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Burlington’s ghost highway

Burlington Retro knows you. It knows you had childhood nightmares about your family car driving off this dead-end ramp on I-93 just north of downtown Boston. And now, as an adult, you still question why it’s there.

Dead-end ramp on 93

That appendage was the beginning of the ill-fated Interstate 695, an inner beltway that was supposed to form a tight semi-circle around Boston, looping you through Cambridge, Brookline and taking you back to I-93 in the South End.

Proposed Route 695
Proposed Route 695

It never happened. The 1960s “highway revolts” killed a lot of projects like this one, prompting Gov. Francis W. Sargent to invest in public transportation instead.

Gov. Francis Sargent with inner belt protestors. (Cambridge Historical Society)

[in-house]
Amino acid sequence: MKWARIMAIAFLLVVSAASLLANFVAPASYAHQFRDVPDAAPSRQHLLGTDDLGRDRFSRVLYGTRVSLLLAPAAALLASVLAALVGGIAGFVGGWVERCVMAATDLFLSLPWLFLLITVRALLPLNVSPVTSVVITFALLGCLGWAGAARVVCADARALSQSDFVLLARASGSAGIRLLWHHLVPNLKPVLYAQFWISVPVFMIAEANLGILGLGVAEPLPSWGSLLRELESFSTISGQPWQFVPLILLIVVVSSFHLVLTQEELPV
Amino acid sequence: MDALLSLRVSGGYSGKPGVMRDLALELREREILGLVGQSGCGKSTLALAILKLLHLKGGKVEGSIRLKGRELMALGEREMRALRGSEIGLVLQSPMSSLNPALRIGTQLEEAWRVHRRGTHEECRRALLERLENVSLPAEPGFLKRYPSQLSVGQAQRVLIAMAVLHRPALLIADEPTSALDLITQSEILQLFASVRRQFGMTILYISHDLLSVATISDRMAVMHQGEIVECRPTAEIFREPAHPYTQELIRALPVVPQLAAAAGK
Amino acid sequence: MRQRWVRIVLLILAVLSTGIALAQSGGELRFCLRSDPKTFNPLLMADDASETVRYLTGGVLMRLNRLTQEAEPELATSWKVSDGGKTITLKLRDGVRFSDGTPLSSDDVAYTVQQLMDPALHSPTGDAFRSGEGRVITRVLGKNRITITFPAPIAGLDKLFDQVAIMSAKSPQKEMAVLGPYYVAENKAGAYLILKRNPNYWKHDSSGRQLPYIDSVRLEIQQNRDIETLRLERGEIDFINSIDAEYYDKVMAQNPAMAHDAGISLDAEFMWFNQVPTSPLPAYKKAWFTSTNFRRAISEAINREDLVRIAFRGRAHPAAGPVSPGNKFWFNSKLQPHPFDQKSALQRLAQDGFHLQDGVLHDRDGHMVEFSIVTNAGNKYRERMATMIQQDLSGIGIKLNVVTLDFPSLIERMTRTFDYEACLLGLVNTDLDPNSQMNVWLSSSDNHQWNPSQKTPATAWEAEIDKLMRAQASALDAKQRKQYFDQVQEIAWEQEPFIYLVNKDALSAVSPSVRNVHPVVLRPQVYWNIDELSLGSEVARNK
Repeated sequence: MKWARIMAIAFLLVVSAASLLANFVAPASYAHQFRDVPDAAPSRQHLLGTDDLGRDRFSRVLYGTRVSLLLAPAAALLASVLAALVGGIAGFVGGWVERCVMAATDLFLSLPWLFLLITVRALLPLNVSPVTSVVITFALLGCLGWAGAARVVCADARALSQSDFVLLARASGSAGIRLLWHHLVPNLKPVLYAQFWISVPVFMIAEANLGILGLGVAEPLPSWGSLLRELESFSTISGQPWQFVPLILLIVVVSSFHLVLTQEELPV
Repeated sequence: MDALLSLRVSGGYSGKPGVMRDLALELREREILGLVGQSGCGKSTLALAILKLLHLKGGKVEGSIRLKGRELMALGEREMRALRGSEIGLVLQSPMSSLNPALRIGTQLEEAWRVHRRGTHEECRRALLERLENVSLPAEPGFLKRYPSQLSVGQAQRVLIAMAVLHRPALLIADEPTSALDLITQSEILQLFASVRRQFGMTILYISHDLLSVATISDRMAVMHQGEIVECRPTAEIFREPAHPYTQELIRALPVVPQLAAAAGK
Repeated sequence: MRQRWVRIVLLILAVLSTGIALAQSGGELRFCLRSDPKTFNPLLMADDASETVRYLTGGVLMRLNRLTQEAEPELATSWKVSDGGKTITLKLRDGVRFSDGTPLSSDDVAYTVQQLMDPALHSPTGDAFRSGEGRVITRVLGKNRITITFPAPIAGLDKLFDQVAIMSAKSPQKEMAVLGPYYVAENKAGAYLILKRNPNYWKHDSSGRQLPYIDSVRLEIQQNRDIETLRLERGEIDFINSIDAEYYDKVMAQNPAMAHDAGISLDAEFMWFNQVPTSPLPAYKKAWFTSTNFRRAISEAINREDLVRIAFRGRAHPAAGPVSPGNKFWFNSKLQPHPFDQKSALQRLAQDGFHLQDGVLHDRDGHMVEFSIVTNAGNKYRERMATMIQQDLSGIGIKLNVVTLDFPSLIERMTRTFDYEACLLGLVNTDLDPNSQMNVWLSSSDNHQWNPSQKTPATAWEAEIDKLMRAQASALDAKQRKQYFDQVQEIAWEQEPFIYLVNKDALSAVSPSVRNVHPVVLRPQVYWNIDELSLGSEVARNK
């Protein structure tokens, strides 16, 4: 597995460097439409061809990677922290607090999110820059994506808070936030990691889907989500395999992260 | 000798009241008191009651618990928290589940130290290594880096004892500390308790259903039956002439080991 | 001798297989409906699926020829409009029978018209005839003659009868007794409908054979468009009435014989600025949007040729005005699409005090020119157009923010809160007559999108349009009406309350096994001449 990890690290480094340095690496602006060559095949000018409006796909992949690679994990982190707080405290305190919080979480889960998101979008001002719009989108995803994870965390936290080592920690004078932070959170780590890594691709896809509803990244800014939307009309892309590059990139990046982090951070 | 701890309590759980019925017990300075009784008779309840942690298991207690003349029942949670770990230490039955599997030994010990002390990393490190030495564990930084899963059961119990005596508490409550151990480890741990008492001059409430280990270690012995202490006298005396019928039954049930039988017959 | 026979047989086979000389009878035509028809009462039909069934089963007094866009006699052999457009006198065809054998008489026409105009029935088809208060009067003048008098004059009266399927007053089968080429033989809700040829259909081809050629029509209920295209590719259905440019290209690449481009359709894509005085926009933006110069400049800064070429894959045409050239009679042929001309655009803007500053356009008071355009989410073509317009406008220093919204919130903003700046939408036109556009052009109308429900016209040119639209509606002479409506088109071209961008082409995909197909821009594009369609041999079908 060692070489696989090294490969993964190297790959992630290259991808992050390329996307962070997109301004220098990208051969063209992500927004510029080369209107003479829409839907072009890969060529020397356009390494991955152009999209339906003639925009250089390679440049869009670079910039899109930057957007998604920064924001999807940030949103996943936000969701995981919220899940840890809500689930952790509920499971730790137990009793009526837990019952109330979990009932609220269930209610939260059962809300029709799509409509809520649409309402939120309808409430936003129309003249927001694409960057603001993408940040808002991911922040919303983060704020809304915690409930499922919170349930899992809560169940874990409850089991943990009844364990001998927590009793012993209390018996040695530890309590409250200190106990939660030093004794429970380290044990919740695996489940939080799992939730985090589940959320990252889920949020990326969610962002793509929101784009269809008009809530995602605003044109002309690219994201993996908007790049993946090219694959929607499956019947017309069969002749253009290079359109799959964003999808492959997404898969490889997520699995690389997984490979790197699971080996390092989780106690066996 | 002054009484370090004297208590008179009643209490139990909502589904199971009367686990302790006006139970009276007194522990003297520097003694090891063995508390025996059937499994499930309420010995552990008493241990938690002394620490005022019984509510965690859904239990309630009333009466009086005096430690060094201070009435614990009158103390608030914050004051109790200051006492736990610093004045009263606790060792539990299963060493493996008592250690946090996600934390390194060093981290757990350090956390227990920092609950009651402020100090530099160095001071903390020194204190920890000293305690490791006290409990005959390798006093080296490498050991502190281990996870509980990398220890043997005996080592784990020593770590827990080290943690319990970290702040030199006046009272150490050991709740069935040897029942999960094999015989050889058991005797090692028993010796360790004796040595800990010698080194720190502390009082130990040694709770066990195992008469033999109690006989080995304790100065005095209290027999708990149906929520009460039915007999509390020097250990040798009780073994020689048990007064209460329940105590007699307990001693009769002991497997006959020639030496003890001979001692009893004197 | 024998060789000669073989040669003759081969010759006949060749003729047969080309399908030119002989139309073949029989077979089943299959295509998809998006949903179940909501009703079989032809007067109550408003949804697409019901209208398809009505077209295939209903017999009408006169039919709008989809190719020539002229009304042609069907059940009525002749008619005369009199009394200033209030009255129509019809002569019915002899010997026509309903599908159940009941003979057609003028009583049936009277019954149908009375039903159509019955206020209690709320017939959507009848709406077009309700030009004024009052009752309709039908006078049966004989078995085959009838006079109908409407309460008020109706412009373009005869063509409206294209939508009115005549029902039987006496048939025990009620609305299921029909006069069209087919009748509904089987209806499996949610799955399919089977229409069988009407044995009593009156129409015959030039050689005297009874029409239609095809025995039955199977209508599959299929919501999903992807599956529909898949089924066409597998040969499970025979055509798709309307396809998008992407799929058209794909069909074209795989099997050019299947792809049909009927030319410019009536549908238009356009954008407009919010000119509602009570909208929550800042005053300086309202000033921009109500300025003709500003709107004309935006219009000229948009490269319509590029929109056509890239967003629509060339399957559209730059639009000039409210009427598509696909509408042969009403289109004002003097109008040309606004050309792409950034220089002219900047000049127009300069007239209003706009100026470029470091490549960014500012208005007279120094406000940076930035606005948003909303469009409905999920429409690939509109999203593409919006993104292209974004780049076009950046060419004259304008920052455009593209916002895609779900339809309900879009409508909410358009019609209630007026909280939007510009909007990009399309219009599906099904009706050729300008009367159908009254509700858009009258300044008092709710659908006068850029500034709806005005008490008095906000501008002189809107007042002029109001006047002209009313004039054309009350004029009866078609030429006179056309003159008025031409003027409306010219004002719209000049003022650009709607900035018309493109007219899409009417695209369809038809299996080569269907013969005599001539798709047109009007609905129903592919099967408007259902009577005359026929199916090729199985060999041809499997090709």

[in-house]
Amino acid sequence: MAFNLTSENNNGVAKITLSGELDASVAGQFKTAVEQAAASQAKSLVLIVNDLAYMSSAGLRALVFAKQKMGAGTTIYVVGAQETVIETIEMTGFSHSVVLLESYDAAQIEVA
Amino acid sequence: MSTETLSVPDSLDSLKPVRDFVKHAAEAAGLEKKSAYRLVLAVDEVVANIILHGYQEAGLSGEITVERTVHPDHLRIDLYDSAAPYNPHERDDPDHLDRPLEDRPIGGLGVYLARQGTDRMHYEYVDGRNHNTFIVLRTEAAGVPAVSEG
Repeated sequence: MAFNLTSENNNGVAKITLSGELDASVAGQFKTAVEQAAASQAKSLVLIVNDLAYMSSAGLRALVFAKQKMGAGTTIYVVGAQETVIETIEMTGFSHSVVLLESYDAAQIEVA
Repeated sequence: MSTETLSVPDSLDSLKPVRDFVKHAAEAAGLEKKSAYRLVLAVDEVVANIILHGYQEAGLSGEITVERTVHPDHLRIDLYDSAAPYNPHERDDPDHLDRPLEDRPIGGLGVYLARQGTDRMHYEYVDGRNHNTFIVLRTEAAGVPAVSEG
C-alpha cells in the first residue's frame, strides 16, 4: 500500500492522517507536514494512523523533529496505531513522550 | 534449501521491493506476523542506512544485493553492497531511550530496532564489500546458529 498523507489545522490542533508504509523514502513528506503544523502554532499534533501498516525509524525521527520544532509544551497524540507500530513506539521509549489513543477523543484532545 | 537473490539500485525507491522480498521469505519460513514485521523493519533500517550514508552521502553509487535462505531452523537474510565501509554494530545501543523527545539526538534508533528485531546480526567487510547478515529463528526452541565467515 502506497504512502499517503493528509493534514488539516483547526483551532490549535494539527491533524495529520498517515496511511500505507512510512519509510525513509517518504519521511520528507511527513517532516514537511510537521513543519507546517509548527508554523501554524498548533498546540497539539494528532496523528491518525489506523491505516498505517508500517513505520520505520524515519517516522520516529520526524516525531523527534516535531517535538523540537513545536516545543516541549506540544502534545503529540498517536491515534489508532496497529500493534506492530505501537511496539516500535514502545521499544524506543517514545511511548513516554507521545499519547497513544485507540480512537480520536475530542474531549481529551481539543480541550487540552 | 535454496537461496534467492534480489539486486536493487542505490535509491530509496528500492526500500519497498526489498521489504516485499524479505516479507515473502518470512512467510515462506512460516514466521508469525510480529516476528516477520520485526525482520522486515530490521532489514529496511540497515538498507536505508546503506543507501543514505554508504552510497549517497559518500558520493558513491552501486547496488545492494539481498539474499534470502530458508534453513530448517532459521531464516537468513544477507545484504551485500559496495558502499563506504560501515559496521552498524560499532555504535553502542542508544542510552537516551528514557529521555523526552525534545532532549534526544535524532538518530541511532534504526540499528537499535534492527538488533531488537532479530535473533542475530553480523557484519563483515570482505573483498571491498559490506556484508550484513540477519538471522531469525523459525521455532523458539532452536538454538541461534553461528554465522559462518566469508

What does this have to do with Burlington? Here’s the interchange of Route 3 (heading top/bottom) and Route 128, in 1955. See the Route 3 appendage just south of the interchange?

Route 3 and Route 128 interchange Burlington MA 1955
That’s Route 3 running top/bottom and Route 128 sideways, 1955.

Route 3 was supposed to continue south through Winchester and join Route 2 in Arlington, which in turn was supposed to connect to — you guessed it — the new Interstate 695 inner beltway. But since that beltway was cancelled, there was no need for Route 3 to continue past Burlington. So Burlington’s ghost highway and Boston’s ghost ramp are cousins, connected by a relative who never made it into the world.

In 1967, Burlington considered connecting Route 3 to Adams Street, to usher Lexington-bound traffic past the Middlesex Turnpike in Burlington. The idea didn’t fly:

Route 3 to Adams Street idea Burlington MA

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